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Missouri officials warn of phony DNA tests
Aug 16 2019 On Behalf of David M. Duree & Associates, P.C. Civil Rights And Consumer Protection
There have been significant advancements in genetic testing in recent years. With a simple swab of the cheek, people can learn whether they have genetic markers that could make them prone to developing serious and potentially fatal diseases, such as certain types of cancer.
However, officials with the Missouri Department of Social Services (DSS) are warning people to beware of people offering them free genetic testing. There have been numerous cases reported throughout the country of scammers posing as researchers or health care professionals offering free DNA tests to Medicare and Medicaid recipients. Unfortunately, in some cases, actual doctors have been in on the fraud.
The Department of Health and Human Services’ (HHS) Office of Inspector General (OIG) says it’s been receiving about 50 complaints a week of fraudulent DNA testing (up from just a couple a week a year ago). Those are just the people who realize they or someone they know has been scammed when they don’t get any test results. Some forget they even took the test.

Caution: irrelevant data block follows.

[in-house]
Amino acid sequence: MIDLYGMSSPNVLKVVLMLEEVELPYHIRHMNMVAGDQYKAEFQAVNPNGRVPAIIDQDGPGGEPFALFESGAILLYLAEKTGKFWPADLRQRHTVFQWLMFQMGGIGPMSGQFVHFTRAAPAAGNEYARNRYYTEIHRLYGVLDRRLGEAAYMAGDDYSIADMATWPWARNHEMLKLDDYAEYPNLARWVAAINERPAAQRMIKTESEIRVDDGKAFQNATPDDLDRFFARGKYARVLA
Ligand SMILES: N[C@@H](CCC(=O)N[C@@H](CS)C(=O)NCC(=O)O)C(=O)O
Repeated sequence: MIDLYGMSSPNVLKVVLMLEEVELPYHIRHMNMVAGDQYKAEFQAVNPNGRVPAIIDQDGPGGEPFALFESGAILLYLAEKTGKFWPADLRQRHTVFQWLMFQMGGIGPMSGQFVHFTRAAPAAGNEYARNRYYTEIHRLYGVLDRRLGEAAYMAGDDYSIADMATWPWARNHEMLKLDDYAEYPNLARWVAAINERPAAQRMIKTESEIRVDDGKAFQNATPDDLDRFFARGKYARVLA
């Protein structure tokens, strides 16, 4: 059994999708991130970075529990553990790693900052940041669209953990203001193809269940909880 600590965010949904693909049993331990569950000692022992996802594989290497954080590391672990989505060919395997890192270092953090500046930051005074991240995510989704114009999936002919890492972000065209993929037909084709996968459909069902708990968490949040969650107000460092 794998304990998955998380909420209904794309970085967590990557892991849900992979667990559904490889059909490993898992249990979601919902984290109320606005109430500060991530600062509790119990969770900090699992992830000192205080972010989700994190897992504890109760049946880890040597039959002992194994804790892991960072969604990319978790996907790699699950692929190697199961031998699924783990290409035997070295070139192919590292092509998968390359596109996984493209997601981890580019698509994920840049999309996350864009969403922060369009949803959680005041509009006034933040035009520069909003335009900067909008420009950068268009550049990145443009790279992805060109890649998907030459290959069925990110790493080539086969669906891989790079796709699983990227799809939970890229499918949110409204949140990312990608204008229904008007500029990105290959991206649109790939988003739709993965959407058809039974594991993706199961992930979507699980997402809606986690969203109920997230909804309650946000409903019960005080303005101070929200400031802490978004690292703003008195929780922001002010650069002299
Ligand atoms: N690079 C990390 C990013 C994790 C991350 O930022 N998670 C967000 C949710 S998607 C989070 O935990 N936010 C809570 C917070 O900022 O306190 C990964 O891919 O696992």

Victims — many of them senior citizens — are giving these scammers personal information, including their Medicare, Medicaid and Social Security numbers, that allows them to fraudulently bill these programs for the tests using the victims’ identity. The average Medicare payment for one of these tests is $6,000 to $9,000.
The victims typically aren’t out any money, but taxpayers as a whole are. Meanwhile, the victims have given out what should be confidential information. Medicare and Medicaid information shouldn’t be shared with anyone besides legitimate health care providers.
Many of these fraudsters go to health fairs, senior centers, low-income housing complexes and even antique stores. They sometimes solicit people using Craigslist, Facebook and email. They know how to scare seniors by telling them the tests can show their risk of cancer, heart disease, stroke and even suicide. Some involved in these scams have been held accountable and sentenced to federal prison.
If you believe you’ve been the victim of one of these scams, you should notify the attorney general’s office in your state. If you’ve been harmed by the misuse of your personal information that was obtained fraudulently, it may be wise to consult an attorney and determine what your legal options are.